This place is adrift, like the 17th century maps that depict California as island; it is sinking under the weight of mismanagement and self indulgence.   The State and municipal governments are massive bureaucracies that are corrupt and are no longer able to be effective due to poor leadership and a heavy burden of an overly generous pension system.  Slowly, the towns are going bankrupt while education, parks, and infrastructure take a back seat to retirement funds and the regular occurrence of waste and abuse.  A two year drought has done little to change water usage despite the pleas of local officials.  It is the land of perpetual adolescence, as can be observed by 65 year old men, and mothers’ of three dressed like teenagers.  People here do not actually develop along personal or spiritual lines; they adapt personas and wear them like gang colors.  Yes the cliché of Southern Californians being fake is true, they just don’t know it.   Long gone are the days of the laid back surfer dude, or counter culture hero; these are the times of self affirmations and revering celebrity.  Disney-fication and the corporate takeover of the mind are seen here more intensely than anywhere else in America.

“We are so fortunate to live in such a beautiful place,” drones off the lips of the residents like a mantra confirming that despite all the troubles it is worth it.  While real estate prices are astronomical, there are few jobs that pay high wages so many people work multiple just to get by.  Once their youth has worn off, people here look tired, frustrated, and a few short of a full deck.  There is a lot of crazy in Southern California.  Homeless, schizophrenics, and addicts who have just given up, are seen with regularity and accepted here. Sometimes I feel like they are the ones who have figured it out.  Southern California entices with beauty and glamour, but it leaves us a bit baffled and feeling a little weary.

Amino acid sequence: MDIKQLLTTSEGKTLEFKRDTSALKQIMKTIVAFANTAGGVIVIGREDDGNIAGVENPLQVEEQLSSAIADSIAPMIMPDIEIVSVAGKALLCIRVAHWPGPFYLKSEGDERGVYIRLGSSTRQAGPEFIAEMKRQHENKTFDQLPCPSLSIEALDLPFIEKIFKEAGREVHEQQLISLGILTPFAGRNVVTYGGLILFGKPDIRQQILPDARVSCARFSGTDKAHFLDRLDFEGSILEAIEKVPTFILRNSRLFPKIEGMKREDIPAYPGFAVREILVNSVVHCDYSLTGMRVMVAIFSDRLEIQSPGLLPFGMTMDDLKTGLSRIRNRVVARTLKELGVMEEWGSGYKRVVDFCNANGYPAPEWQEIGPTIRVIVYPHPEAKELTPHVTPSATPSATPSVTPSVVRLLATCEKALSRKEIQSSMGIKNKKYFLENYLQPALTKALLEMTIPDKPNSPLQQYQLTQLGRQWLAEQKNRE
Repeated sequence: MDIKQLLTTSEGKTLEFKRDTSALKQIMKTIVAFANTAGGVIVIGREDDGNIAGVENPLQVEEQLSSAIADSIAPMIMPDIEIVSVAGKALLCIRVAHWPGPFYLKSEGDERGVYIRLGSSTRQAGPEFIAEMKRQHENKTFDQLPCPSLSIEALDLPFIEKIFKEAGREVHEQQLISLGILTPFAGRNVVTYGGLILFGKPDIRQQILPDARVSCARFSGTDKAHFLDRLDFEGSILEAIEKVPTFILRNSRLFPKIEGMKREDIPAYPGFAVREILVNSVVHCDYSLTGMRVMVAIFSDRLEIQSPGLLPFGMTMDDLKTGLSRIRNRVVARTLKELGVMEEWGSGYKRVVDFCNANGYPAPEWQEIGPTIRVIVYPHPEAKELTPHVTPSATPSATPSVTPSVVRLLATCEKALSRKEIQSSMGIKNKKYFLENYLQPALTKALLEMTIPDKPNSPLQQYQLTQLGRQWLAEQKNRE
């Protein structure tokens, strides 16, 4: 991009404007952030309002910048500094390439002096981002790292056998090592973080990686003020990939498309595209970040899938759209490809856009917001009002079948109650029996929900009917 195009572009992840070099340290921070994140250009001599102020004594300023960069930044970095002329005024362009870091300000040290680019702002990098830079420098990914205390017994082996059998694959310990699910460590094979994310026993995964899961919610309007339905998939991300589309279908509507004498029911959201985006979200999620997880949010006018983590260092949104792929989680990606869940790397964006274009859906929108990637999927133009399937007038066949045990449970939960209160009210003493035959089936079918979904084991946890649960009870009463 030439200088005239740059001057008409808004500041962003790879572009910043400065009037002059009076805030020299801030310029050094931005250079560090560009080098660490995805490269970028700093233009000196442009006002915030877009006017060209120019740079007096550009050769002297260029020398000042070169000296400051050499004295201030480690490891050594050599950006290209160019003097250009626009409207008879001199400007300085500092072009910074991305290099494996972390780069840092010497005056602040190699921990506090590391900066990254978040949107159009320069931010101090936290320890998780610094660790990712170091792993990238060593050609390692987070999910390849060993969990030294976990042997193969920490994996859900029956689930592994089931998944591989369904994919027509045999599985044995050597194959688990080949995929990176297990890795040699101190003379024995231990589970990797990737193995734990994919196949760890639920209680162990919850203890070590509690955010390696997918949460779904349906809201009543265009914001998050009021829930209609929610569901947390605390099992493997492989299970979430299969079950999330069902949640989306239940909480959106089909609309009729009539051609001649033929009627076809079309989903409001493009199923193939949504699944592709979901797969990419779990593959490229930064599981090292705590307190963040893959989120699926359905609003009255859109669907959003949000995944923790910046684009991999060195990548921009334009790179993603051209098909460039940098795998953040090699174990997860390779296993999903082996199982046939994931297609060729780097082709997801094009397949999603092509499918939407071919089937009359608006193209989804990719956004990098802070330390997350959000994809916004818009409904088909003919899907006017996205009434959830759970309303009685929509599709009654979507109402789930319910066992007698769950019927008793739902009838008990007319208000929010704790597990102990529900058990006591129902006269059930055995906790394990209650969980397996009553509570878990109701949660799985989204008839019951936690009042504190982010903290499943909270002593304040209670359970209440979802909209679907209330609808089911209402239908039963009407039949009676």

A Diverse Nation

The diversity of this country’s people is almost as broad and unique as its landscapes.  Growing up on the east coast surrounded by colonial, Revolutionary and Civil War history, which I considered the important stuff, it has been easy to forget or fail to see the other histories in the United States. Mexico, Spanish, Native American and even the French, controlled parts of this country only several generations ago.  These influences are felt and apparent today in architecture, art, food, culture and even the spirit of a place.  Somewhere I heard that America is less of melting pot and more of a salad, and I believe that is more accurate.  The people in New York might be tomatoes, while Texas is a pepper, and Oregon a cucumber, the regions all play a part in this dish. Onions may be disliked by some, it does not mean they do not have value and add to the medley.